‘I think it’s a missed opportunity here because the stories of LGBT lives can become wonderful films.’
Critics and LGBTI people are saying enough is enough to the terrible depiction of LGBTI in Myanmar’s film industry.
LGBTI characters are often portrayed as the butt of a joke and as silly, bumbling characters. Or they were portrayed as sexual predators.
A recent film, Kyi Kyi Kyal Kyal, tells the story of a trans woman moves from to the city from the country. But then she decides to ‘turn back’ living as a man and it is only then, according to the film, that she can live happily ever after.
‘These characters in the movies wear funny clothes and act in exaggerated ways for comedic effect. They are often portrayed as incompetent, wacky characters,’ U Aung Myo Min from LGBT rights group Equality Myanmar told the Myanmar Times.
The rights advocate said there were a few concerns about the negative representations of LGBTI people in film. The most concerning was the fact LGBTI people would often be cured of their homosexuality. LGBTI people often ‘turn straight at the end of the movies’.
The way LGBTI people are represented could also shape the way the public understands the LGBTI community.
‘It encourages the public to bully and mock LGBT people,’ he said.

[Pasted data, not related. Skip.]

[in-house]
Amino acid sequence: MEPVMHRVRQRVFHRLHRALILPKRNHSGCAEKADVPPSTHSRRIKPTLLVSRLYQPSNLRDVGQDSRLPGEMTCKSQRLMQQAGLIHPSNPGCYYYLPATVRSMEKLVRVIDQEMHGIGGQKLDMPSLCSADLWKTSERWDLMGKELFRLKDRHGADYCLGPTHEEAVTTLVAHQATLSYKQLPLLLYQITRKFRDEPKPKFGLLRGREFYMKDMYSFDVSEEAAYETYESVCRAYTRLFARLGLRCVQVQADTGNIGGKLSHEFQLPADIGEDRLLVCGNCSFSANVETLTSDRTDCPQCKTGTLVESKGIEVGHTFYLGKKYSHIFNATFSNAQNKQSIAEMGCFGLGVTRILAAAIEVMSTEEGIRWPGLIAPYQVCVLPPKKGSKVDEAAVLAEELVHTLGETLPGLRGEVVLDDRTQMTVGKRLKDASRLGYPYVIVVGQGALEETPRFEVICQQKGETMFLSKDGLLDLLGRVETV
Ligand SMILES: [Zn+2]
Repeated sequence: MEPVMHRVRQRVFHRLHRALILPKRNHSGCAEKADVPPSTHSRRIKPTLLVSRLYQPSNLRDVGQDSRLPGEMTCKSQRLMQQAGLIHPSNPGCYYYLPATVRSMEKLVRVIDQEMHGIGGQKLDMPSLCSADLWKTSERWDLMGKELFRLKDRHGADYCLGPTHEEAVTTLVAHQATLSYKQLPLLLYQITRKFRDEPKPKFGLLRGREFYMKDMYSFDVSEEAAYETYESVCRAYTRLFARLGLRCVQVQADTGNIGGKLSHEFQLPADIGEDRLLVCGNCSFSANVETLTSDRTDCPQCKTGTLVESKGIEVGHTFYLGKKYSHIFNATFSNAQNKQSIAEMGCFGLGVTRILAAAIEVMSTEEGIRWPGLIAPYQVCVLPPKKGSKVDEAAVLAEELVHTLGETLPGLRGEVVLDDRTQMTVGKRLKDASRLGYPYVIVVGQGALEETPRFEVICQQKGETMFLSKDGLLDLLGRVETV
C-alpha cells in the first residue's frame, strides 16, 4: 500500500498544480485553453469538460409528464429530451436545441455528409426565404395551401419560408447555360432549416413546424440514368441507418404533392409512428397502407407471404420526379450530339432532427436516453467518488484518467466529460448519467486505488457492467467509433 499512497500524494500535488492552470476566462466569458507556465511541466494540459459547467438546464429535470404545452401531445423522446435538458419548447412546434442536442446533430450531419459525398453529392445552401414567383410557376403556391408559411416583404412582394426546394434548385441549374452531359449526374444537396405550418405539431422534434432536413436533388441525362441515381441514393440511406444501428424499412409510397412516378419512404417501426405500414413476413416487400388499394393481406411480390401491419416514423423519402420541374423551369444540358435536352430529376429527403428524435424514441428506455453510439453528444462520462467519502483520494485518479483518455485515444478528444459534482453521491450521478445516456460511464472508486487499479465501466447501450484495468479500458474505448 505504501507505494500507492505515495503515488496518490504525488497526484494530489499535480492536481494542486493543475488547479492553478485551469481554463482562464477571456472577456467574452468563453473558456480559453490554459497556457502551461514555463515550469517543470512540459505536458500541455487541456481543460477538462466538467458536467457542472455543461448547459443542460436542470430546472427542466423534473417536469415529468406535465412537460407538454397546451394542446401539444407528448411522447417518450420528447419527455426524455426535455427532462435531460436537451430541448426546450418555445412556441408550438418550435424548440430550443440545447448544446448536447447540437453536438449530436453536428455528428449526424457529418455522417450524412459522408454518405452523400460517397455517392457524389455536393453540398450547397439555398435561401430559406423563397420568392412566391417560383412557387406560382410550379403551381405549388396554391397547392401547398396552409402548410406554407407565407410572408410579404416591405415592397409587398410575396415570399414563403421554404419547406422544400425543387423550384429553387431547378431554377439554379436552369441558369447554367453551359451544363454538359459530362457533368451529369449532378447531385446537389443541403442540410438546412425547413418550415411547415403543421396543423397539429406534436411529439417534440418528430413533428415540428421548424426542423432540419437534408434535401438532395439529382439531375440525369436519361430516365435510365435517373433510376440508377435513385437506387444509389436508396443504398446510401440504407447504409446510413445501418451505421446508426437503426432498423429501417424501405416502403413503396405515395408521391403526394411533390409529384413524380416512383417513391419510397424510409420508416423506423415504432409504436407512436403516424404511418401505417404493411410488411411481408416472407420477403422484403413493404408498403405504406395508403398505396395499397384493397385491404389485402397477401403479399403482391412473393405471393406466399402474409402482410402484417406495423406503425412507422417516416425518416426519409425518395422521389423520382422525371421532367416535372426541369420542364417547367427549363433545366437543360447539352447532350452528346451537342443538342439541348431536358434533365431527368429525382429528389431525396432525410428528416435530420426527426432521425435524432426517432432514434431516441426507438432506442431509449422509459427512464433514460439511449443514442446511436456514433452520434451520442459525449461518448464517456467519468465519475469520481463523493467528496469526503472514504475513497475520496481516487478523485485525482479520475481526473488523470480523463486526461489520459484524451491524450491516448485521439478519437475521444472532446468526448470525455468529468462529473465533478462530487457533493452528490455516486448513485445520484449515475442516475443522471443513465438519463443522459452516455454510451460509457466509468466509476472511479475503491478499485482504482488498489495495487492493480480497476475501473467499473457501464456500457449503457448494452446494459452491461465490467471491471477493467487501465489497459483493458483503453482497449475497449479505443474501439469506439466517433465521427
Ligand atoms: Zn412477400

‘Many movies promote the misconception that homosexuality can be cured … It’s like being LGBT is a disease.
Ko Hla Myat Tun is the program director for Colors Rainbow LGBT Network. He believed all LGBTI characters in Myanmar films were portrayed negatively. The portrayals made it difficult to encourage equality.
‘[Filmmakers] are humiliating the LGBT community,’ he said.
‘The censorship board of the Myanmar Motion Picture Organisation does not understand the concept of human rights for LGBT people.’
Thaiddhi is the co-founder of one Myanmar’s most celebrated film festivals – the Wathann Film Festival.
He said leading actors are playing the stereotyped characters in some of the country’s highest grossing films.
‘These films are usually blockbusters so they have a big impact on our society. The way we see LGBT people is distorted because of these films,’ he said.
Filmmaker Lamin Oo was disappointed with the portrayal LGBTI characters in his country’s films.
‘[There’s] zero understanding of the nature of their sexuality … I believe these films help to legitimise the stereotypes about LGBT people that are already prevalent in our society,’ he said.
‘I think it’s [such] a missed opportunity here because the stories of LGBT lives can become wonderful films.
‘Myanmar has a long way to go.’